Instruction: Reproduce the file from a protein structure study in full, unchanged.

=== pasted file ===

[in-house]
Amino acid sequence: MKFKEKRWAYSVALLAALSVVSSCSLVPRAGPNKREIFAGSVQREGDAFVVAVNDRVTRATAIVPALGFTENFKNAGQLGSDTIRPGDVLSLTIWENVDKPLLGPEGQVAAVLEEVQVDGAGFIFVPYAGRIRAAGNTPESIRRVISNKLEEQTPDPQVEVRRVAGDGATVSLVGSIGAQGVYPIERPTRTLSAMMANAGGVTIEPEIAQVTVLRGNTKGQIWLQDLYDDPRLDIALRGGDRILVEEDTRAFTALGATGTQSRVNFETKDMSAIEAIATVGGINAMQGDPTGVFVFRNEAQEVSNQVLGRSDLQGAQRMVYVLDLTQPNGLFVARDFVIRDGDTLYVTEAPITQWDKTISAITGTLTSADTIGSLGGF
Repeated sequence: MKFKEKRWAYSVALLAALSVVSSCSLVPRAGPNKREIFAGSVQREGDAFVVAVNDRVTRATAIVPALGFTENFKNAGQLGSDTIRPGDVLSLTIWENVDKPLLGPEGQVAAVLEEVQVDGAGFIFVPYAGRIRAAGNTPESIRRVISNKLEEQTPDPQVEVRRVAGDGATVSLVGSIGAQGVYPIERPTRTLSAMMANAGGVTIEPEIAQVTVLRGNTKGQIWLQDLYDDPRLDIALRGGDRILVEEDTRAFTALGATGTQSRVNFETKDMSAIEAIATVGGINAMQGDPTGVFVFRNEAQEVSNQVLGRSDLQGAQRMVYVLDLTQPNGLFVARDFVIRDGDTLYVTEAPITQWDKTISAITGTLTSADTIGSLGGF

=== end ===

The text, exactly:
[in-house]
Amino acid sequence: MKFKEKRWAYSVALLAALSVVSSCSLVPRAGPNKREIFAGSVQREGDAFVVAVNDRVTRATAIVPALGFTENFKNAGQLGSDTIRPGDVLSLTIWENVDKPLLGPEGQVAAVLEEVQVDGAGFIFVPYAGRIRAAGNTPESIRRVISNKLEEQTPDPQVEVRRVAGDGATVSLVGSIGAQGVYPIERPTRTLSAMMANAGGVTIEPEIAQVTVLRGNTKGQIWLQDLYDDPRLDIALRGGDRILVEEDTRAFTALGATGTQSRVNFETKDMSAIEAIATVGGINAMQGDPTGVFVFRNEAQEVSNQVLGRSDLQGAQRMVYVLDLTQPNGLFVARDFVIRDGDTLYVTEAPITQWDKTISAITGTLTSADTIGSLGGF
Repeated sequence: MKFKEKRWAYSVALLAALSVVSSCSLVPRAGPNKREIFAGSVQREGDAFVVAVNDRVTRATAIVPALGFTENFKNAGQLGSDTIRPGDVLSLTIWENVDKPLLGPEGQVAAVLEEVQVDGAGFIFVPYAGRIRAAGNTPESIRRVISNKLEEQTPDPQVEVRRVAGDGATVSLVGSIGAQGVYPIERPTRTLSAMMANAGGVTIEPEIAQVTVLRGNTKGQIWLQDLYDDPRLDIALRGGDRILVEEDTRAFTALGATGTQSRVNFETKDMSAIEAIATVGGINAMQGDPTGVFVFRNEAQEVSNQVLGRSDLQGAQRMVYVLDLTQPNGLFVARDFVIRDGDTLYVTEAPITQWDKTISAITGTLTSADTIGSLGGF